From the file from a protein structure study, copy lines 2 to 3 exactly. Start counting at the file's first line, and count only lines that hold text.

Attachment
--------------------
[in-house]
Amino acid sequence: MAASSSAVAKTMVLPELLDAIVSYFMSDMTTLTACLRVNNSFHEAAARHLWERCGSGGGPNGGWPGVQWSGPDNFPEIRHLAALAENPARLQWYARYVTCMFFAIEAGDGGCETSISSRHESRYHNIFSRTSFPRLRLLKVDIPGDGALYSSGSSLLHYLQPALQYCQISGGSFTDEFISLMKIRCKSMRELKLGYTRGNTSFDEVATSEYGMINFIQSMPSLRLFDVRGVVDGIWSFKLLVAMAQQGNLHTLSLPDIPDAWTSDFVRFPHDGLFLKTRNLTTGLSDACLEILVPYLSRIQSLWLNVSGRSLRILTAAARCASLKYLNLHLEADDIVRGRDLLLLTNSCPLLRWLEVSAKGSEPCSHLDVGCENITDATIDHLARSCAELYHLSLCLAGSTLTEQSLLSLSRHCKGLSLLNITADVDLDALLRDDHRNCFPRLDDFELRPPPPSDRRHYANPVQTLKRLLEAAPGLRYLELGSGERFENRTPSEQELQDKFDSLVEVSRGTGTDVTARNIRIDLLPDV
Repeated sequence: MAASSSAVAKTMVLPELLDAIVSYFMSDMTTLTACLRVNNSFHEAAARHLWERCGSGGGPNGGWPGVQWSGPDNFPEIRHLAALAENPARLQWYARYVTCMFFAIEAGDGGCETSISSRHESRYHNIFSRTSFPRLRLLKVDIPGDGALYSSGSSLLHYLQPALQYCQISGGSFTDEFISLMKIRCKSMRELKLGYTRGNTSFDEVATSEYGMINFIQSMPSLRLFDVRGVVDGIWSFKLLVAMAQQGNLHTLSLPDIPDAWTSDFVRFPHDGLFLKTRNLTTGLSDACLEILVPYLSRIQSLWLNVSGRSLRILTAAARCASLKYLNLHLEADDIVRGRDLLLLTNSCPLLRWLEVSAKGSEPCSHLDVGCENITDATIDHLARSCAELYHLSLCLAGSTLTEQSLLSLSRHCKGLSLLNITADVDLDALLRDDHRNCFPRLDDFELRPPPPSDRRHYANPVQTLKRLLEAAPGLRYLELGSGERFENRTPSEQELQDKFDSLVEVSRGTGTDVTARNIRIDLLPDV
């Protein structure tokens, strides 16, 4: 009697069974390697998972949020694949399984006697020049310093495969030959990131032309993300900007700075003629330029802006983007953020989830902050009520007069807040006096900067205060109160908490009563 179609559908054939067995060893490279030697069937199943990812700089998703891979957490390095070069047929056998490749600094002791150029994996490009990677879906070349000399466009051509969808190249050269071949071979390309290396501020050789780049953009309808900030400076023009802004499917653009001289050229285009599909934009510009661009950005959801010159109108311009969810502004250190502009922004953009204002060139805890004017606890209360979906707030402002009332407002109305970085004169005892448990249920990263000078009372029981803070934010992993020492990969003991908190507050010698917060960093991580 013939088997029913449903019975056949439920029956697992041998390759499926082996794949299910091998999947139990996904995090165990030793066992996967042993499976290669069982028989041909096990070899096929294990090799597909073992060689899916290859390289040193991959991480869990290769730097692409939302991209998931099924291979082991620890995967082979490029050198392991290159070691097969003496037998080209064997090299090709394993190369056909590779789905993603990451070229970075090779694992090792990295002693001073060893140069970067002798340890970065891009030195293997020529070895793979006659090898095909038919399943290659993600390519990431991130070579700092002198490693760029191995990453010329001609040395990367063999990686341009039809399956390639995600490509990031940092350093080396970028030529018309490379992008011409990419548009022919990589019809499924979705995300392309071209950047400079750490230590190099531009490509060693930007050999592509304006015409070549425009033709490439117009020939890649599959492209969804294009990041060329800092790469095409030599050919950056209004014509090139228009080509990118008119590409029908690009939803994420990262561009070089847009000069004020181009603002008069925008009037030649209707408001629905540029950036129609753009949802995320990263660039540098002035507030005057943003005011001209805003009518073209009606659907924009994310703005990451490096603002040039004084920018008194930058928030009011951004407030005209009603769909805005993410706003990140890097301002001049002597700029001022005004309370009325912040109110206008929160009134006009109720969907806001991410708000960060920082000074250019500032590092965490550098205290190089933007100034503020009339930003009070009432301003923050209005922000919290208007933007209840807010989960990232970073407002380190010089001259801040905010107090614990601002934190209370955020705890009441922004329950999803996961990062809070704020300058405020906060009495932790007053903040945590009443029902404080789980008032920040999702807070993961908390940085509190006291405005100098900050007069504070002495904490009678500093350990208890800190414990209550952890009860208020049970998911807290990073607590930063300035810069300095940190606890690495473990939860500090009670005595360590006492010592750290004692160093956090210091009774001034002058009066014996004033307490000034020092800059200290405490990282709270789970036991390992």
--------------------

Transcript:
Amino acid sequence: MAASSSAVAKTMVLPELLDAIVSYFMSDMTTLTACLRVNNSFHEAAARHLWERCGSGGGPNGGWPGVQWSGPDNFPEIRHLAALAENPARLQWYARYVTCMFFAIEAGDGGCETSISSRHESRYHNIFSRTSFPRLRLLKVDIPGDGALYSSGSSLLHYLQPALQYCQISGGSFTDEFISLMKIRCKSMRELKLGYTRGNTSFDEVATSEYGMINFIQSMPSLRLFDVRGVVDGIWSFKLLVAMAQQGNLHTLSLPDIPDAWTSDFVRFPHDGLFLKTRNLTTGLSDACLEILVPYLSRIQSLWLNVSGRSLRILTAAARCASLKYLNLHLEADDIVRGRDLLLLTNSCPLLRWLEVSAKGSEPCSHLDVGCENITDATIDHLARSCAELYHLSLCLAGSTLTEQSLLSLSRHCKGLSLLNITADVDLDALLRDDHRNCFPRLDDFELRPPPPSDRRHYANPVQTLKRLLEAAPGLRYLELGSGERFENRTPSEQELQDKFDSLVEVSRGTGTDVTARNIRIDLLPDV
Repeated sequence: MAASSSAVAKTMVLPELLDAIVSYFMSDMTTLTACLRVNNSFHEAAARHLWERCGSGGGPNGGWPGVQWSGPDNFPEIRHLAALAENPARLQWYARYVTCMFFAIEAGDGGCETSISSRHESRYHNIFSRTSFPRLRLLKVDIPGDGALYSSGSSLLHYLQPALQYCQISGGSFTDEFISLMKIRCKSMRELKLGYTRGNTSFDEVATSEYGMINFIQSMPSLRLFDVRGVVDGIWSFKLLVAMAQQGNLHTLSLPDIPDAWTSDFVRFPHDGLFLKTRNLTTGLSDACLEILVPYLSRIQSLWLNVSGRSLRILTAAARCASLKYLNLHLEADDIVRGRDLLLLTNSCPLLRWLEVSAKGSEPCSHLDVGCENITDATIDHLARSCAELYHLSLCLAGSTLTEQSLLSLSRHCKGLSLLNITADVDLDALLRDDHRNCFPRLDDFELRPPPPSDRRHYANPVQTLKRLLEAAPGLRYLELGSGERFENRTPSEQELQDKFDSLVEVSRGTGTDVTARNIRIDLLPDV